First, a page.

Sometimes a client may only need a hand for a shoot, perhaps to display a ring or a watch. Or, they might be doing a shampoo ad and just need a beautiful head of hair. When a model is booked for a specific feature (not including the face) it’s called “parts” modeling. So if a model has a specific “part” that looks good (like hands, hair, lips, teeth, legs, back, feet), they might get a “parts” booking.

The “Sophisticate” Model
Also can be called the 40 Plus division. He or she is forty years of age or older, looks great and is in great shape. The forty and older model can be booked in a variety of different categories: fashion, commercial, runway, catalogue, and more. They have a specific look (over forty) so many of these models stay very busy. Height is a plus, but this category has more flexibility.

The “Maternity” Model
This is becoming a very big category. Beautiful mothers-to-be are being seen on magazine covers, in print, on T.V. and in catalogues. The “baby bump” showing, it should be obvious that she is pregnant. Having good skin and being healthy is also a must.

The “Fitness” Model
He or she is featured on the cover of fitness magazines, in ads for energy drinks, protein bars, body building equipment, and health clubs A dedicated fitness regime, and a body in peak condition with very defined muscle tone.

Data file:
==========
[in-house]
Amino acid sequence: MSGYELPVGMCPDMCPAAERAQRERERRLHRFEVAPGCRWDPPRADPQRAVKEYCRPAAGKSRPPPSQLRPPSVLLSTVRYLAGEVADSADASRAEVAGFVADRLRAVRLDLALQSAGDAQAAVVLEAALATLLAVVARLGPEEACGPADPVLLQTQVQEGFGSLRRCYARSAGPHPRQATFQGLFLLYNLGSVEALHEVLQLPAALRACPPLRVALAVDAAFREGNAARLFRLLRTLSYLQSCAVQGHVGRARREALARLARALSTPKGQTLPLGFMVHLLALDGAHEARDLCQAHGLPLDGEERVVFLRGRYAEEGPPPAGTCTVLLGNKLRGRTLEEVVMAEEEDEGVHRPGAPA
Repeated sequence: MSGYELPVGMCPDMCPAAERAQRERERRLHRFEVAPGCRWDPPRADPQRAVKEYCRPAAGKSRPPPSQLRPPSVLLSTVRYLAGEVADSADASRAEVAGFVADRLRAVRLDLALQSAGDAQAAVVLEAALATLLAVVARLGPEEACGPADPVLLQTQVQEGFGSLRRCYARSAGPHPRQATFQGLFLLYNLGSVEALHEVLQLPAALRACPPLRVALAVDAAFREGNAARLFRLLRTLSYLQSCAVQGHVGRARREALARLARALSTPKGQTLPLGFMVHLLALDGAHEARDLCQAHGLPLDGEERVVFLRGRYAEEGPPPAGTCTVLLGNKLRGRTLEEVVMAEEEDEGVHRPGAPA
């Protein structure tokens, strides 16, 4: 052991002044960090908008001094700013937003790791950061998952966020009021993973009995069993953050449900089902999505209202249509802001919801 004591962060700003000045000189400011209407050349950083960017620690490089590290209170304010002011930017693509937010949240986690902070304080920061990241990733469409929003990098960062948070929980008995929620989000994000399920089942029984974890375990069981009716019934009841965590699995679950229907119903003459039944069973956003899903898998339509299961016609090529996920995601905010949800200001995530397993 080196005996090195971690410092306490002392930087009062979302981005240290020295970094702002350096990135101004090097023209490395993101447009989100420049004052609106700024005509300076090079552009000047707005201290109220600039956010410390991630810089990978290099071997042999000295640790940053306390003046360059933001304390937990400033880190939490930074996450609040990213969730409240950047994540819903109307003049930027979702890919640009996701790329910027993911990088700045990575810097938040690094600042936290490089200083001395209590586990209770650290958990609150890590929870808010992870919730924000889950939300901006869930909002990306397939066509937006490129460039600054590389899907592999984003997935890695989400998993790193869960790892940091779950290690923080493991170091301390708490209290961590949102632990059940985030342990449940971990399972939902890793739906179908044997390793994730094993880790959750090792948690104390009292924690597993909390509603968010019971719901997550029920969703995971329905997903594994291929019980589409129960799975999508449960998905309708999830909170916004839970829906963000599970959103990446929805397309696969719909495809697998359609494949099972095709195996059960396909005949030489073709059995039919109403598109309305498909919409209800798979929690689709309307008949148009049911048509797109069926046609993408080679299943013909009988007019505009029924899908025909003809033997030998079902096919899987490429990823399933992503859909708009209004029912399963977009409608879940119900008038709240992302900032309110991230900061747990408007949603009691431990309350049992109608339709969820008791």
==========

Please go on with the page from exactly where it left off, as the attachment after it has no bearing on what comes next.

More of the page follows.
The “Child” Model
These kids are seen in ads, commercials, on billboards, and catalogues. Children up to age eighteen with outgoing personalities and a parent to take them to auditions and jobs. Most child modeling work is cast with children twelve and younger.

The “Promotional & Trade Show” Model
He or she could be doing a variety of different jobs. Promotional jobs are usually short-term bookings anywhere from a few hours to a couple of days. Trade show models will work for a client during a trade show or convention by assisting the exhibitor or client in the promotion of their products or services. You just need to have an outgoing personality and a great attitude. Eighteen and older preferred.